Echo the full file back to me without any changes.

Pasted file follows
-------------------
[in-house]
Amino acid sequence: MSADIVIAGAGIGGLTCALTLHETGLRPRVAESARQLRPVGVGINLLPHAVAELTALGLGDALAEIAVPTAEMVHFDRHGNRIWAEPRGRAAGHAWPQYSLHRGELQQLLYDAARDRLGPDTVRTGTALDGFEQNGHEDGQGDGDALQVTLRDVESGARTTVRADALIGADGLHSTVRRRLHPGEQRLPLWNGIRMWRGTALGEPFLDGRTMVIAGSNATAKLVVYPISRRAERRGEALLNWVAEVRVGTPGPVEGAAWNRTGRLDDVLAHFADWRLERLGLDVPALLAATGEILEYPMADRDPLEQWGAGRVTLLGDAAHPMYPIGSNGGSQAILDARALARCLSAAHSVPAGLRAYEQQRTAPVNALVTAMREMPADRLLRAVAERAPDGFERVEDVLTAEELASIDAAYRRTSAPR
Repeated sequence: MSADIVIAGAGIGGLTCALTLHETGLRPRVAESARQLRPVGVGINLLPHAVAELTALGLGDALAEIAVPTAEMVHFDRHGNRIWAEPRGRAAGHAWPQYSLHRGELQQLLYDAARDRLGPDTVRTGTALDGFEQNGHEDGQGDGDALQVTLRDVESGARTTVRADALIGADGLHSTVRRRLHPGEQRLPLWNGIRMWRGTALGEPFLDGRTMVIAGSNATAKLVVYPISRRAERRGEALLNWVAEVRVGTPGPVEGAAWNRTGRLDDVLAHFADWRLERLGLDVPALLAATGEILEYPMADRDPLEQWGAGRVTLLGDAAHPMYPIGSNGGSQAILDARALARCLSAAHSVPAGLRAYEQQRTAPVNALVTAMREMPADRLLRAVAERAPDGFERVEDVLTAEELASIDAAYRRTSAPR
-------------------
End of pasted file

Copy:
[in-house]
Amino acid sequence: MSADIVIAGAGIGGLTCALTLHETGLRPRVAESARQLRPVGVGINLLPHAVAELTALGLGDALAEIAVPTAEMVHFDRHGNRIWAEPRGRAAGHAWPQYSLHRGELQQLLYDAARDRLGPDTVRTGTALDGFEQNGHEDGQGDGDALQVTLRDVESGARTTVRADALIGADGLHSTVRRRLHPGEQRLPLWNGIRMWRGTALGEPFLDGRTMVIAGSNATAKLVVYPISRRAERRGEALLNWVAEVRVGTPGPVEGAAWNRTGRLDDVLAHFADWRLERLGLDVPALLAATGEILEYPMADRDPLEQWGAGRVTLLGDAAHPMYPIGSNGGSQAILDARALARCLSAAHSVPAGLRAYEQQRTAPVNALVTAMREMPADRLLRAVAERAPDGFERVEDVLTAEELASIDAAYRRTSAPR
Repeated sequence: MSADIVIAGAGIGGLTCALTLHETGLRPRVAESARQLRPVGVGINLLPHAVAELTALGLGDALAEIAVPTAEMVHFDRHGNRIWAEPRGRAAGHAWPQYSLHRGELQQLLYDAARDRLGPDTVRTGTALDGFEQNGHEDGQGDGDALQVTLRDVESGARTTVRADALIGADGLHSTVRRRLHPGEQRLPLWNGIRMWRGTALGEPFLDGRTMVIAGSNATAKLVVYPISRRAERRGEALLNWVAEVRVGTPGPVEGAAWNRTGRLDDVLAHFADWRLERLGLDVPALLAATGEILEYPMADRDPLEQWGAGRVTLLGDAAHPMYPIGSNGGSQAILDARALARCLSAAHSVPAGLRAYEQQRTAPVNALVTAMREMPADRLLRAVAERAPDGFERVEDVLTAEELASIDAAYRRTSAPR